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Comentary on judgment concerning freedom of speech

On 21 July, the Warsaw Circuit Court ruled in a much-publicised civil case brought by Agora S.A., the publisher of Gazeta Wyborcza, against writer Jarosław Marek Rymkiewicz. We present a commentary on this judgment by our legal expert, Ireneusz C. Kamiński.

The cause of this action was the writer’s statement contained in his interview for Gazeta Polska, given at the time of the conflict over the cross erected in front of the Presidential Palace in Warsaw. Mr. Rymkiewicz said: ‘The Poles standing by this cross express their will to remain Poles. This is exactly what has stirred such rage, anger, such hatred, for instance in editors of Gazeta Wyborcza who want Poles to finally cease being Poles’. According to the writer, the daily’s editors are ‘spiritual heirs to the Communist Party of Poland’ and ‘the parents or grand-parents of many of [those who] belonged to this party, tainted by the spirit of Luxembourgism, hence based on the hatred of Poland and Poles’. Mr. Rymkiewicz also said that ‘the editors were brought up to hate the Polish cross. I think they are deserving of compassion – Polish Catholics should pray for them’. The court ruled that the author’s words had infringed upon Agora’s legally protected interests and ordered him to apologise to the company and pay PLN 5,000 for a care centre for the blind in lieu of damages.

Mr. Rymkiewicz’s statement is hardly elegant. Yet elegance is not a legal criterion for establishing a breach of the freedom of expression as a cause of legal action. In the political debate on important public issues (such as the ‘cross controversy’), the law should tolerate expressive and harsh statements, though this doesn’t mean that such expressions deserve our acceptance in non-legal terms. Judges of the European Court of Human Rights (ECtHR) in Strasbourg have repeatedly expressed their ‘lay’ disapproval for critical words but nonetheless found that even minor sanctions imposed by domestic courts had been an infringement of the principle of the freedom of speech laid down in Article 10 of the European Convention on Human Rights (ECHR). This was also the Court’s approach in cases where political adversaries had been characterised by such expressions as being labeled ‘an idiot’ (Oberschlick v. Austria (no. 2)), ‘buffoonish’ and ‘coarse’ (Lopes Gomes da Silva v. Portugal) or a ‘political invalid’ (Pakdemirli v. Turkey).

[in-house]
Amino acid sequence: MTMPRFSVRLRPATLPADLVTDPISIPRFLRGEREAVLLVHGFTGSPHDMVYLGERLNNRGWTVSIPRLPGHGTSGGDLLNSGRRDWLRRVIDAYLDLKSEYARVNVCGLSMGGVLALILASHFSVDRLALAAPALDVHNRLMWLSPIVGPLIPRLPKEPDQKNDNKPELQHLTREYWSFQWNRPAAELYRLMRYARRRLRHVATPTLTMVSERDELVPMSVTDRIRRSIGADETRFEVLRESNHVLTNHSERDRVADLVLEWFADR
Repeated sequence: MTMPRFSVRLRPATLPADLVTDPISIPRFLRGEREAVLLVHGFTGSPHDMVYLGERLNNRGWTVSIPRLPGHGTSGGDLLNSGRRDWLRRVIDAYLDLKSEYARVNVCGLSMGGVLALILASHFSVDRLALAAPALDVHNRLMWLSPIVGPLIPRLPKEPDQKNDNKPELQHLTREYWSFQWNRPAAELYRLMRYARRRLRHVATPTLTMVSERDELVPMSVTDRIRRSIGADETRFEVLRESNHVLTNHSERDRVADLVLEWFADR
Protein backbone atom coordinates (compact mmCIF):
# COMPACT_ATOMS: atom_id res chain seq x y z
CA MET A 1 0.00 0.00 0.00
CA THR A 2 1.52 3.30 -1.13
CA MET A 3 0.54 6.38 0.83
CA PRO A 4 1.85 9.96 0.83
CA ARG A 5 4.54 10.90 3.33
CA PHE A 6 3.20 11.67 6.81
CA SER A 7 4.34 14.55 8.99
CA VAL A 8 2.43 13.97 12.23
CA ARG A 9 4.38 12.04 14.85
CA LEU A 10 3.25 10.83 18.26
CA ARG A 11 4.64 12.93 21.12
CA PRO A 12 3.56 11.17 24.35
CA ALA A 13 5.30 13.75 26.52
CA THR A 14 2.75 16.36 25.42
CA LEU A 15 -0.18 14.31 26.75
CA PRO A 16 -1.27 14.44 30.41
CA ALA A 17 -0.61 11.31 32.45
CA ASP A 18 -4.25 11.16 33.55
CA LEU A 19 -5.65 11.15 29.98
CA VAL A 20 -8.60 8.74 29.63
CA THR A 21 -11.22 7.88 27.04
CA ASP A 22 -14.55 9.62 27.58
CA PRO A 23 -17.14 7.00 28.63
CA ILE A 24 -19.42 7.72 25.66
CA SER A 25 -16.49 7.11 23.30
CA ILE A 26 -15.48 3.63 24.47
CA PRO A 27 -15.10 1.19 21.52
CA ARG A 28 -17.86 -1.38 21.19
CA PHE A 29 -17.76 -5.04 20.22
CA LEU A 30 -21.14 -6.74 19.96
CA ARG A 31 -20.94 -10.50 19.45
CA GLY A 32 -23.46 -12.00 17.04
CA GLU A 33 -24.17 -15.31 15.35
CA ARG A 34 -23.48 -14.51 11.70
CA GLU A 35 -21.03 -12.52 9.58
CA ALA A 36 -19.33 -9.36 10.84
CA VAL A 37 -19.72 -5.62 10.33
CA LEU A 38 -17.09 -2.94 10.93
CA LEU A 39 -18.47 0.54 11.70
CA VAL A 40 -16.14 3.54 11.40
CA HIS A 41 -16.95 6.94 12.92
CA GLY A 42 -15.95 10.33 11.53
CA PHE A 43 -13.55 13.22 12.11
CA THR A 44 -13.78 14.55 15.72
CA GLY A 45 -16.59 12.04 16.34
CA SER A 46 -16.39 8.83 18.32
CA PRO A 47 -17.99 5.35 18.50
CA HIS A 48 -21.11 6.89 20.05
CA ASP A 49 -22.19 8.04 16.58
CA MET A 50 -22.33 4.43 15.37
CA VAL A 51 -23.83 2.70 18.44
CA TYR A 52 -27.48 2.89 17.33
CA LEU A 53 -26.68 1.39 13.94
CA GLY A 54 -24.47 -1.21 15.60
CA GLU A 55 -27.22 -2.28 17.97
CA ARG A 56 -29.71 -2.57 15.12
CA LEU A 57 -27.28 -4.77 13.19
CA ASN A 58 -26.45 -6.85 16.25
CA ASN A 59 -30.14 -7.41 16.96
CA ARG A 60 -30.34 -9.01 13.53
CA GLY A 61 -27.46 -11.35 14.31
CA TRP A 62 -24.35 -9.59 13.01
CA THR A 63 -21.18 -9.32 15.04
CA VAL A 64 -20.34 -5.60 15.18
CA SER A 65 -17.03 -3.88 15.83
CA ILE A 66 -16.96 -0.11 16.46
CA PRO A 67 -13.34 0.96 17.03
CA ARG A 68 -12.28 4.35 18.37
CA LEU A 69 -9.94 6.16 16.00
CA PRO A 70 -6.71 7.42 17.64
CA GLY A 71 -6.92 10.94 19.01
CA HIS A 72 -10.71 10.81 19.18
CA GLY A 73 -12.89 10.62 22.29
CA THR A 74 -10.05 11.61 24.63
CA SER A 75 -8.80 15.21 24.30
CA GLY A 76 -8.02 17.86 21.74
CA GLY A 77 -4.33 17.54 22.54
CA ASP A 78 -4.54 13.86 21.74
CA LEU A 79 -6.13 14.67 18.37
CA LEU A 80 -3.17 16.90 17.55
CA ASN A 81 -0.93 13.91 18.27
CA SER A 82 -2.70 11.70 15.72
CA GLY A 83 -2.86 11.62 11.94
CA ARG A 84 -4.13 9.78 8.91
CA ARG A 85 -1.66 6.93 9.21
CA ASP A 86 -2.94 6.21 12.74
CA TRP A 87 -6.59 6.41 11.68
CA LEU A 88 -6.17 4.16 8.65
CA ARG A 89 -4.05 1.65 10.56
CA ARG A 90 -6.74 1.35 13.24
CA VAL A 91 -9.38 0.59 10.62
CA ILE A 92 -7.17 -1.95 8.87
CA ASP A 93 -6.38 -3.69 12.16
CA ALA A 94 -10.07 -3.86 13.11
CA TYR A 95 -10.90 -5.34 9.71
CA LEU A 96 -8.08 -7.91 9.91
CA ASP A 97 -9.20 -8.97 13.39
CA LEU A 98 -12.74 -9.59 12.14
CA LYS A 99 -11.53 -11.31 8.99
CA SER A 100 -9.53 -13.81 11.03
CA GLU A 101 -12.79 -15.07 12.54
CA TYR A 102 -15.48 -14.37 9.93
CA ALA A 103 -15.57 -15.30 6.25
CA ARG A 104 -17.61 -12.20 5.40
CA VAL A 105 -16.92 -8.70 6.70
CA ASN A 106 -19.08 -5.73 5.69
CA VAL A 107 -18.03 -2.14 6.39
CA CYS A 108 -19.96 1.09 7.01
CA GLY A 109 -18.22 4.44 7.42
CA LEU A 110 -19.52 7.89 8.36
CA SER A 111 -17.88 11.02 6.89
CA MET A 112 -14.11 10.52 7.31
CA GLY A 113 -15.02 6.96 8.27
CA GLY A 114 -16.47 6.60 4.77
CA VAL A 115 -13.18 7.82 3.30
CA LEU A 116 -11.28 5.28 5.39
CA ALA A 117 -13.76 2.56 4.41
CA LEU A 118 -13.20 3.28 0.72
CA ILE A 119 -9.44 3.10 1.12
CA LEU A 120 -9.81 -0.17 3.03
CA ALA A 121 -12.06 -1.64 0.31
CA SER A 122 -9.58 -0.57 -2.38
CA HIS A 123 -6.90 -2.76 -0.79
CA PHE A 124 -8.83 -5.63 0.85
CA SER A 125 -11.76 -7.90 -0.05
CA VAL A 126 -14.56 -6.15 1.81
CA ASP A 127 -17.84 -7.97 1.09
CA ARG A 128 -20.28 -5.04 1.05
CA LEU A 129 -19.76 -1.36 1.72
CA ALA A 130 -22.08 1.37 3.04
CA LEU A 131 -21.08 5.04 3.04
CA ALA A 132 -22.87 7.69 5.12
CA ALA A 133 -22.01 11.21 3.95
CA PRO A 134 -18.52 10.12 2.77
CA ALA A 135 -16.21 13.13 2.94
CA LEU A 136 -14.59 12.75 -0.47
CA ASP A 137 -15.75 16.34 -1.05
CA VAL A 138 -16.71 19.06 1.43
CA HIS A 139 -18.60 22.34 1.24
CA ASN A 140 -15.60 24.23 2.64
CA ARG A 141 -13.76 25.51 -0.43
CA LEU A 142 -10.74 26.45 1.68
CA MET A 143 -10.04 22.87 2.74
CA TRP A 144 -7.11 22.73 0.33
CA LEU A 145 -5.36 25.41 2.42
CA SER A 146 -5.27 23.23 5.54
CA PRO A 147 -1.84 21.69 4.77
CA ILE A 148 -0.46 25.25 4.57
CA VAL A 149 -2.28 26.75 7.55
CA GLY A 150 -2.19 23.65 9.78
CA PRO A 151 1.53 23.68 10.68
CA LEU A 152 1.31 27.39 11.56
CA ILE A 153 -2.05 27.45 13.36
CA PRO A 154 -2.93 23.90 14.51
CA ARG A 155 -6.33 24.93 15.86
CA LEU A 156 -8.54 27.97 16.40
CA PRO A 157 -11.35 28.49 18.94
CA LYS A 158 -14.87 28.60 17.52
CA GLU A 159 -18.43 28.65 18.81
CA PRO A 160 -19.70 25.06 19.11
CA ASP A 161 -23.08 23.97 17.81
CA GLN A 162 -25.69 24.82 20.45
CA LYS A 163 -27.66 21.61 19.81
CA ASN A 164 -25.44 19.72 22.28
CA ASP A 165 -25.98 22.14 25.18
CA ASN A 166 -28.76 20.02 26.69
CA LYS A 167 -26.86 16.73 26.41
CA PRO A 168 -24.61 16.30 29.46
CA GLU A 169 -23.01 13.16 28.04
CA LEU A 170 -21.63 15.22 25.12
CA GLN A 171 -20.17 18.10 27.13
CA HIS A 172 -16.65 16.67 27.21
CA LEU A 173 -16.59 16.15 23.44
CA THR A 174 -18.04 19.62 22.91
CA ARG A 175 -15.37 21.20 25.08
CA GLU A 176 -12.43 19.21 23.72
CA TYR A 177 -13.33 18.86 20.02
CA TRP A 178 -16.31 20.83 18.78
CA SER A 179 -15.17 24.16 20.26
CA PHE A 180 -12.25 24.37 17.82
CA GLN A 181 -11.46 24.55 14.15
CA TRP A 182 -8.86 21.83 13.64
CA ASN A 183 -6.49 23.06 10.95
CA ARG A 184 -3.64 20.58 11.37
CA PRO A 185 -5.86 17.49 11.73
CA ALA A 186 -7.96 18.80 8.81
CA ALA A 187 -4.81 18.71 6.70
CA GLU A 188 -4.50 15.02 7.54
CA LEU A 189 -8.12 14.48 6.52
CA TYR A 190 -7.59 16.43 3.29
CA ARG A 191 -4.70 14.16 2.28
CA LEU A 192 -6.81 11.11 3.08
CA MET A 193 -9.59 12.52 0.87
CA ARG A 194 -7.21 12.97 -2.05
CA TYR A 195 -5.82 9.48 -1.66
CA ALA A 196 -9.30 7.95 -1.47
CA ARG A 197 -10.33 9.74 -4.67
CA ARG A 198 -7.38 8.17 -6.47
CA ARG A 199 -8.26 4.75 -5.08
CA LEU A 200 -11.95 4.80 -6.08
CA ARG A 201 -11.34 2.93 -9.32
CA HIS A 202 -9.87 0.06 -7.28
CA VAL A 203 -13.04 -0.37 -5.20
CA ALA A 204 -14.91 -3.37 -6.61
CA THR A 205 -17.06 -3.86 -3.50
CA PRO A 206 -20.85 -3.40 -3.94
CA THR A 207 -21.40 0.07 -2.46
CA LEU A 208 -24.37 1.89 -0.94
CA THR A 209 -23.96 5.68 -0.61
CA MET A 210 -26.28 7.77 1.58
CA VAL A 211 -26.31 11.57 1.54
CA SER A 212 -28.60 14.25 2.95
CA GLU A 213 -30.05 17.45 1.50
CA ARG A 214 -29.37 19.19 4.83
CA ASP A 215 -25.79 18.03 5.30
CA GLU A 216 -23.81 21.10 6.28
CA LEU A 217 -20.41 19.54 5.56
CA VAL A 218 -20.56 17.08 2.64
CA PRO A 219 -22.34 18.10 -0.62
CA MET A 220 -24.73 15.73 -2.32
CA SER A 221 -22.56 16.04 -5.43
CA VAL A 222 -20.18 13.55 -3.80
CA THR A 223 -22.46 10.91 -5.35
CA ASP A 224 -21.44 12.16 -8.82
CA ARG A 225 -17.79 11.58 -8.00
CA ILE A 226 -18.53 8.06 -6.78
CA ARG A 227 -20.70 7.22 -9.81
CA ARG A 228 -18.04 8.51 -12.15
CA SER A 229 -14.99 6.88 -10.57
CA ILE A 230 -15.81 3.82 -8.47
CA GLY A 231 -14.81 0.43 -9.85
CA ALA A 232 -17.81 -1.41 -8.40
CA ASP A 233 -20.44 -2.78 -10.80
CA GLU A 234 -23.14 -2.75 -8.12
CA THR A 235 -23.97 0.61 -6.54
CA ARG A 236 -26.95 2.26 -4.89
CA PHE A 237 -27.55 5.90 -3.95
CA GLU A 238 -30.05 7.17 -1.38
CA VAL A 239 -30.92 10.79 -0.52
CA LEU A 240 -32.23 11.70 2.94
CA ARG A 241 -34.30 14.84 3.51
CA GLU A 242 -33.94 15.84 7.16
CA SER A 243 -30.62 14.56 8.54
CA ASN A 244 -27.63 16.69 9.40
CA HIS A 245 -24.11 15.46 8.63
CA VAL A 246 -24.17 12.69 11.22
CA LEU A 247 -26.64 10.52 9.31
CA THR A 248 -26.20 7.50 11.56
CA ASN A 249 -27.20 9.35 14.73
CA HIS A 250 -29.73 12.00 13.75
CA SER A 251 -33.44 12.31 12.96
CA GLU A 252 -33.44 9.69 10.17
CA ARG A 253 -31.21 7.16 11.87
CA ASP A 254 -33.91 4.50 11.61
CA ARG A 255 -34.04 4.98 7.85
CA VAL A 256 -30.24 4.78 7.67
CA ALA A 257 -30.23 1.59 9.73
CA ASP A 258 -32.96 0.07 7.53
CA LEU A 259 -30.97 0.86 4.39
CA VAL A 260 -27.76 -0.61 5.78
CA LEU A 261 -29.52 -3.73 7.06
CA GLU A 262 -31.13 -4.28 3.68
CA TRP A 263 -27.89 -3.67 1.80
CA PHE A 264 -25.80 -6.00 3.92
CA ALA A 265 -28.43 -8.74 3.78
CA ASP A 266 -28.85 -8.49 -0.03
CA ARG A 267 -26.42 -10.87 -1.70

However, there is an additional legally valid element in the case of Mr. Rymkiewicz’s interview, one that must be indeed brought to attention. The action has not been initiated by named individuals as no individuals had been named by the writer in his statement. The lawsuit was to protect the interests and renown of the company publishing Gazeta Wyborcza, a separate commercial entity.

On 19 July, two days before the Warsaw court’s decision in the Rymkiewicz case was issued, the European Court of Human Rights ruled in the case of Uj v. Hungary, finding an infringement of Article 10 of the ECHR. The applicant in Uj was a journalist who concluded his criticism of a wine variety produced by a certain company with the statement that the beverage in question was nothing more than ‘shit’. He was found guilty of infringing the wine company’s right to a good reputation in the criminal case heard before the Hungarian courts which, at the same time, treated him with leniency, finally imposing only a penalty of reprimand.

In the unanimous judgment, the Strasbourg Court challenged this minor, or even token, sanction. The key section of the ECtHR judgement reads as follows: ‘… there is a difference between the commercial reputational interests of a company and the reputation of an individual concerning his or her social status. Whereas the latter might have repercussions on one’s dignity, for the Court interests of commercial reputation are devoid of that moral dimension. In the instant application, the reputational interest at stake is that of a State-owned corporation; it is thus a commercial one without relevance to moral character.’ (para. 22).

We don’t yet know the reasoning behind the judgment rendered in the Rymkiewicz case. However, it is to be expected that the Warsaw court, in identifying the legally protected interests of Agora, failed to refer to the commercial dimension of the company’s reputation, thus failing to establish any detrimental effect of the writer’s statement on ‘the commercial success and viability’ of the company (Uj v. Hungary, para. 22). The lack of such an analysis which, in any case, would be hardly conceivable due to the ‘non-commercial’ nature of the author’s statement, may result in the Polish judgment being treated by the ECtHR in the same way as the Hungarian decision, if Rymkiewicz decides to bring an application before the European Court of Human Rights.

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